Reply
    • Kitty Catkin

       /  18th June 2016

      That remark of Sue Bradford’s was appalling; it was really justifying the shootings.

      Brutal policies ? I’d like to know which WINZ policies are as brutal as two murders, I must have missed these.

      I now depend on WINZ for my income, and it’s tiny, but I haven’t murdered the local WINZ workers because of this.

      Reply
  3. Kevin

     /  18th June 2016

    “Martyn Bradbury takes an unsurprisingly different approach in So when will the right start blaming the killer of Jo Cox on Christianity?

    It’s interesting to see the muted reaction to the terrible killing of British Labour MP Jo Cox. The killer has been connected to a far right Christian pro-apartheid group yet the right aren’t calling it terrorism by Christianity.”

    If the Bible had passages calling followers to kill hippy politicians. And if the killer had acted in the name of “Jesus” then, sure, I’d blame Christianity.

    Oh, and the reaction by the Left has been far from muted. They’ve been very quick to blame the extreme Right. Contrast that with the Orlando killings where we’re supposed to hold of making a judgement call until we “know all the facts” instead of pointing the finger at Islamism.

    Reply
  4. Kevin, I understand your point. However, we don’t have anymore than media reports on the incident, and speculative comment about the killer’s motivation. Initial comments I have read indicate the killer may have an obsessive mental condition, which I conceded is no excuse for murder. Was it preplanned? Or was it a spur of the moment act? I don’t believe the latter is the case as he was carrying a pistol and a knife. I just regret that such a young intelligent and warm hearted woman was murdered in a so-called civilised place.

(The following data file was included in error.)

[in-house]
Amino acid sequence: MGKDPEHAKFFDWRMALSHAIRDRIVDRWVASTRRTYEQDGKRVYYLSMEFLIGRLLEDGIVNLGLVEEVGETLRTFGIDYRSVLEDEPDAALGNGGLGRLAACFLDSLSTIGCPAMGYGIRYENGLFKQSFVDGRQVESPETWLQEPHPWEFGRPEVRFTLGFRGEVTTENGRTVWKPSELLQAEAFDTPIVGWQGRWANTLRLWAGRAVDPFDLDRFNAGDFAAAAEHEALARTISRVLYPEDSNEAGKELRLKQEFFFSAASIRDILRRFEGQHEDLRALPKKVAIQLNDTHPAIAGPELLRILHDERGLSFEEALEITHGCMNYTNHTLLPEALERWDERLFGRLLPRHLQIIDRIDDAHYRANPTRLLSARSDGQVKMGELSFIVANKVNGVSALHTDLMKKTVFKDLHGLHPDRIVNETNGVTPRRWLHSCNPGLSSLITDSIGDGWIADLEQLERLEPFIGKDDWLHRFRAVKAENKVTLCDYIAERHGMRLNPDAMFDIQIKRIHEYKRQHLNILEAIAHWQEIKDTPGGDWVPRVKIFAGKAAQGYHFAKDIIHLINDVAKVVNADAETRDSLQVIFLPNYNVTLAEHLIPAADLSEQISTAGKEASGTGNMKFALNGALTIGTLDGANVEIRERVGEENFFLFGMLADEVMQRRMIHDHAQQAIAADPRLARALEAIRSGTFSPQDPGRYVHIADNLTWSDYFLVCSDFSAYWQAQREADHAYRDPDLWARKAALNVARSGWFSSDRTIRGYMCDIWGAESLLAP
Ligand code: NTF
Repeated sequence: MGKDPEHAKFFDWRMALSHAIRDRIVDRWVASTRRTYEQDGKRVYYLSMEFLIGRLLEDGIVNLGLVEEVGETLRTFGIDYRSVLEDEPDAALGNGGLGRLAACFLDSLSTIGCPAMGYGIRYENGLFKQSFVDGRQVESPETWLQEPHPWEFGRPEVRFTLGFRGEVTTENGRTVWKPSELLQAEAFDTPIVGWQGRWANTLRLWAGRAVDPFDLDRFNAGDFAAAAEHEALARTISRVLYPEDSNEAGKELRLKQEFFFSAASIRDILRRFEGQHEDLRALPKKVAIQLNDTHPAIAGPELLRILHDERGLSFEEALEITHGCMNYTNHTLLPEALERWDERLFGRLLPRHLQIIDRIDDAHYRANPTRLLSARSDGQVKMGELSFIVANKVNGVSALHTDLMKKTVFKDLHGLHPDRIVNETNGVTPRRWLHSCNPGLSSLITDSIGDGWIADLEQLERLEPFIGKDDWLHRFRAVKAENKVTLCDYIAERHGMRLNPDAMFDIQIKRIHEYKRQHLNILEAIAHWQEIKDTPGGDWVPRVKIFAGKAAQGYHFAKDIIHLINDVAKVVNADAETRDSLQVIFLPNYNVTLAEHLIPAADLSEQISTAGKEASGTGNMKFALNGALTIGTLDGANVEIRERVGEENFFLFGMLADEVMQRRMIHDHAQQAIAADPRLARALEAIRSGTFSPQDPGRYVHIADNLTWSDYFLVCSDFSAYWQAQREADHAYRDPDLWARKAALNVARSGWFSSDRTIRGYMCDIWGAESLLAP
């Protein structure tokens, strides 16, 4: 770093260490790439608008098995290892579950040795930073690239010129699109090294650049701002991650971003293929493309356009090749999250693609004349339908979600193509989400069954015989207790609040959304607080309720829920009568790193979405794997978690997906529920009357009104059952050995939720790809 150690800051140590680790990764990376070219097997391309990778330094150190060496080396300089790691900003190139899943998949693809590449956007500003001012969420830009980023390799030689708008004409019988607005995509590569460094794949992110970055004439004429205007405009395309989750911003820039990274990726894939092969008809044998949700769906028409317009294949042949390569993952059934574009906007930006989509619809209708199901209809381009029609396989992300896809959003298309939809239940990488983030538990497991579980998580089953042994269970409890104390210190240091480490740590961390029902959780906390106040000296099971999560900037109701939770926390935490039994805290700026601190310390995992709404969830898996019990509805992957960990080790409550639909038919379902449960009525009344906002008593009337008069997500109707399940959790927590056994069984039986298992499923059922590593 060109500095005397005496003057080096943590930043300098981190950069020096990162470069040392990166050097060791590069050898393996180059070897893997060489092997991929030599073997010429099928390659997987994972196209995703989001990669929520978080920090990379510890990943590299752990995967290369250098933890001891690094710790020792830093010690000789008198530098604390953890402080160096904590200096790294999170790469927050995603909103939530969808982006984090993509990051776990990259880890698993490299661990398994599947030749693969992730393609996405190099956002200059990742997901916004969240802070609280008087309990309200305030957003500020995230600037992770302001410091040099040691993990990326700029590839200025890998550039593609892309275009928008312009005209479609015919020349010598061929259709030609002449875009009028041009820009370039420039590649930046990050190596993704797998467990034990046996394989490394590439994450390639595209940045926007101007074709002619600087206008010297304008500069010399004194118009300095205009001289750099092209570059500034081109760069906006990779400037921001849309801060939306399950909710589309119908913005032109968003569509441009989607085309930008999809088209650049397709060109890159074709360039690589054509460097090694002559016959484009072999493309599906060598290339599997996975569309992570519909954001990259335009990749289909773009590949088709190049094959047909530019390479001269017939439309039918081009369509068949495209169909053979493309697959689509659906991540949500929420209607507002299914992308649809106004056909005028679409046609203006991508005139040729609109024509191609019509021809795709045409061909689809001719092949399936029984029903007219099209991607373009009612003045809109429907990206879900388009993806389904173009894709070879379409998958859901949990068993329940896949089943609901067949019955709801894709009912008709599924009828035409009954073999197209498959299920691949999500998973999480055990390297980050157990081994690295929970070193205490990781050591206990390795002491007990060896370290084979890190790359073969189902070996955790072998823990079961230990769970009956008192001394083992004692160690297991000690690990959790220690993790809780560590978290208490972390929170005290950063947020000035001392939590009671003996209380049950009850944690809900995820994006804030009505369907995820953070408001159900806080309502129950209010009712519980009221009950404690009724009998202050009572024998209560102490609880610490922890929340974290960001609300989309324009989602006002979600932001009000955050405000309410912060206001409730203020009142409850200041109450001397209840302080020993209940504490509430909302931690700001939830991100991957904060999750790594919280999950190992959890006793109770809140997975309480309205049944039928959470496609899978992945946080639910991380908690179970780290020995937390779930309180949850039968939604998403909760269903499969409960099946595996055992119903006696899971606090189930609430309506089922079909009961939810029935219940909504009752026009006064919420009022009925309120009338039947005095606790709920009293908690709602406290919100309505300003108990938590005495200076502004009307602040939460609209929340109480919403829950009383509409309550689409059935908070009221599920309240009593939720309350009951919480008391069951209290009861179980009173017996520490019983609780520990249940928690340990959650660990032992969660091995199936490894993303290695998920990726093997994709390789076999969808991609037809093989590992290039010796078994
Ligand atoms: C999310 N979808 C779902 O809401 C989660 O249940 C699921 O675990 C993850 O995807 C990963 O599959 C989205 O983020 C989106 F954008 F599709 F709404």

Reply
    • Kitty Catkin

       /  18th June 2016

      It could have been both planned and spur of the moment-he was thinking about it and then saw his chance to actually do it.

      Reply
      • Its the fact that he was carrying the gun and a knife is evidence of prior planning to kill.

        Reply
        • Kitty Catkin

           /  18th June 2016

          He could have been a fantasist whose fantasy suddenly became the real thing when he saw Jo Cox in the street.

          Reply
  5. David

     /  18th June 2016

    ” The killer has been connected to a far right Christian pro-apartheid group yet the right aren’t calling it terrorism by Christianity.”

    I imagine this is for a number of reasons.

    – There is not a culture of mass murder in the name of Christianity in recent history.
    – Not a lot of Christian religious figures seem to be calling for the deaths of female MPs
    – There doesn’t seem to be many Christian countries who have the death penalty for female MPs
    – I don’t recall many Christians crushing female Mps under walls or throwing them off high rise buildings
    – He dose not seem to be a regular at a local church
    – There are not dozens and dozens of Christians committing acts of terrorism every year that I can recall.
    – The Pope doesn’t seem to be down with killing apostates.

    Just a thought.

    Reply
    • Brown

       /  18th June 2016

      The lefties will find out that its possible the killer’s great great great grandfather was possibly seen at church one Christmas in 1857. That will be evidence enough to blame Christianity.

      Reply
      • David

         /  18th June 2016

        I don’t think they would bother actually getting out and trying to find something like that out. They will just keep repeating any suitable lie until it becomes the ‘truth’.

        Reply
        • Gezza

           /  18th June 2016

          A significant problem with the MSM is that they rush to interview anybody including people who claim to have spoken to someone who said they saw or heard something, then they print or show interviews with them on tv. But they don’t follow up & correct that information when those interviewees’ statements are found to be wrong or just gossip. The US authorities are more likely to disclose more official information early to the press than the UK or NZ police, who tend to wait for the case to come to Court for the details to come out.

          Reply
    • duperez

       /  18th June 2016